PITTSBURGH (AP) -If nothing else, Pitt's first flat performance all season should reinforce this in the Panthers' minds: Everybody is out to get No. 1.
Might be a good reminder if the Panthers secure the No. 1 recognition they most want, and that's as one of the four No. 1-seeded teams in the NCAA tournament that starts in three weeks.
Pitt's 81-73 loss at Providence on Tuesday, its first this season to a team not currently ranked in the top 10, will cost it the second No. 1 ranking in school history. The first came earlier this season, when the Panthers were top-ranked for two weeks before losing at now-No. 6 Louisville. A later loss came at now-No. 10 Villanova.
Still, the Panthers' first loss to a non-ranked opponent since a 76-62 defeat at West Virginia on March 3 won't necessarily cost them their season-long goal of gaining the school's first No. 1 NCAA seeding.
ry and most of this month trying to accomplish.
``We're going to have to bounce back, or we're not going to reach our goals,'' DeJuan Blair said.
Here's what's in the Panthers' favor:
-They likely won't be the only highly ranked team to lose as the season winds down. Consider this: The top four teams in The Associated Press poll of Feb. 16 lost five times in nine days: Connecticut, Oklahoma (twice), North Carolina and Pittsburgh.
In the current poll, only the top five teams have three losses or fewer: Pitt (25-3), UConn (25-2 before playing Marquette on Wednesday night), Oklahoma (25-3), North Carolina (24-3) and Memphis (24-3). There are six teams in the Top 25 with six or more losses.
Even after losing, Pitt has the top RPI by most projections. They would only enhance that ranking should they complete the regular season by winning Saturday at Seton Hall, then next week at home against No. 8 Marquette and No. 2 Connecticut. The UConn rematch on March 7 could eliminate one of the two from a No. 1 seeding.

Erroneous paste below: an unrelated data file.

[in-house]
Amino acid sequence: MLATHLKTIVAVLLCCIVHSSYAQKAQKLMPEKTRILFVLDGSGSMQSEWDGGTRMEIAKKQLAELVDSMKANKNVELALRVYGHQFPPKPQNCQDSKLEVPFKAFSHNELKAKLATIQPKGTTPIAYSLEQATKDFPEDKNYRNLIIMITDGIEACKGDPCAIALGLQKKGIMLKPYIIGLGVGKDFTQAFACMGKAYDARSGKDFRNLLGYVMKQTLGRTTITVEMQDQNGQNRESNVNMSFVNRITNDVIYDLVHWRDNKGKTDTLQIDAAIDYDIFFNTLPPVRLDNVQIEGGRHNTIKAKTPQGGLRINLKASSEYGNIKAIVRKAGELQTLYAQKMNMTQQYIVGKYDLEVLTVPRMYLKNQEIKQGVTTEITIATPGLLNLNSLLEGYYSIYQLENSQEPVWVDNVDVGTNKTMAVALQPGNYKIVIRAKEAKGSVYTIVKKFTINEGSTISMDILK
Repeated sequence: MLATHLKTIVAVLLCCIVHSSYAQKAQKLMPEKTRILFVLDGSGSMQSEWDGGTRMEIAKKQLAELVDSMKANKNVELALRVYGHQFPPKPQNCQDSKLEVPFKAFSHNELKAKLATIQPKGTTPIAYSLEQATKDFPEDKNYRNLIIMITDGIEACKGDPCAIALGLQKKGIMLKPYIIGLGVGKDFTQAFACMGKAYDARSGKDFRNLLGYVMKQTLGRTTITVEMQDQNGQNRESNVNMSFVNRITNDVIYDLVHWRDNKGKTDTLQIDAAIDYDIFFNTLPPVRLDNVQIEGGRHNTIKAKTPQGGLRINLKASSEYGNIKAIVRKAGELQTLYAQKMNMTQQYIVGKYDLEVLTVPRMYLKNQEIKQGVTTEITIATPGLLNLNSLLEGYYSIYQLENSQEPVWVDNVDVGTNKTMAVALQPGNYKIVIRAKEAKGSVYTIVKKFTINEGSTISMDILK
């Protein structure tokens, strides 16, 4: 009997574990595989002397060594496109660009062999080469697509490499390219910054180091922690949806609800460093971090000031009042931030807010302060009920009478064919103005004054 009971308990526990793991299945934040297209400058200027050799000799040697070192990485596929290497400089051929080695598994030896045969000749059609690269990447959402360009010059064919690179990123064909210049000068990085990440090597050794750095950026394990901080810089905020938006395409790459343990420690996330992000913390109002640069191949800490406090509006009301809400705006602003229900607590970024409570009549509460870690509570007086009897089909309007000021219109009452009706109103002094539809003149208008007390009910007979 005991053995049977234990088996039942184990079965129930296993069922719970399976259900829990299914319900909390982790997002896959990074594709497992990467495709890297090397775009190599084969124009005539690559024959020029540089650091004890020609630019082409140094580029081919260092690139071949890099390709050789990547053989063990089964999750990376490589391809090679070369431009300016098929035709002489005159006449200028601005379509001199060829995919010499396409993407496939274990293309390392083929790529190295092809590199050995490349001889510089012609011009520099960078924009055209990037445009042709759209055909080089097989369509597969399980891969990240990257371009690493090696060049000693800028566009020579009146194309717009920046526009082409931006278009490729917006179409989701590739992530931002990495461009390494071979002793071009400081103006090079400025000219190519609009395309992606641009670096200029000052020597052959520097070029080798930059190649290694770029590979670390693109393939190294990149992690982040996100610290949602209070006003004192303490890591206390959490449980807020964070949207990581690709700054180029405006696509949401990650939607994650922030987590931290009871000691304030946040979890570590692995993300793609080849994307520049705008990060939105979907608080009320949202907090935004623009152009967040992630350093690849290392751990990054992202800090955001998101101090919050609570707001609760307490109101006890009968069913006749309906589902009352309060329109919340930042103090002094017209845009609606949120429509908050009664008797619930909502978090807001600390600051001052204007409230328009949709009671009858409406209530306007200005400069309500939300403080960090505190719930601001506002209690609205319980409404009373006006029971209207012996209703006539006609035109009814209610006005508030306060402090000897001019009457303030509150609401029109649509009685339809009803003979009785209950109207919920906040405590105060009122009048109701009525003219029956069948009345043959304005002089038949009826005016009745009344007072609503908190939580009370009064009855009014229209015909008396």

-Should they finish in the top four in the Big East, they would gain one of four double byes in the conference tournament and, at most, would play only three games in New York. A year ago, they had to win four games in four days to unexpectedly win the title, a run that may have worn them down for the NCAA tournament.
eeding, but they almost certainly can't lose on Thursday or Friday in Madison Square Garden, either.
Here's what weighs against the Panthers:
-They aren't the same team when the 6-foot-7 Blair gets into foul trouble. He was in first-half foul trouble against Louisville and Villanova, and drew his third and fourth fouls during a 14-second span Tuesday when it appeared the Panthers might mount a comeback from an 18-point deficit.
The Panthers can't afford to have a player who had 42 points and 41 rebounds in his previous two games on the bench for long.
``We just have to adjust if that happens,'' point guard Levance Fields said.
-As in past seasons, they can be troubled by a zone defense. Freshman guard Ashton Gibbs came off the bench to score 15 points, but Pitt was 7-of-19 from 3-point range against Providence, with everyone other than Gibbs going 3-of-13. That could spell trouble against a hot-shooting team in a one-and-done tournament situation.
-The clampdown defense they pride themselves on playing isn't always there. Providence was the second team in a month to score 80 points or more against them.
-They often they don't finish the season well.
final five in 2004-05 (20-9). Their last good closing stretch came in 2003-04, when they won five or their final six before advancing to the NCAA regional semifinals.
``We don't get too high after wins or too low after a loss,'' Fields said. ``We've shown that we've bounced back after losses and even after big wins, we don't let down.''
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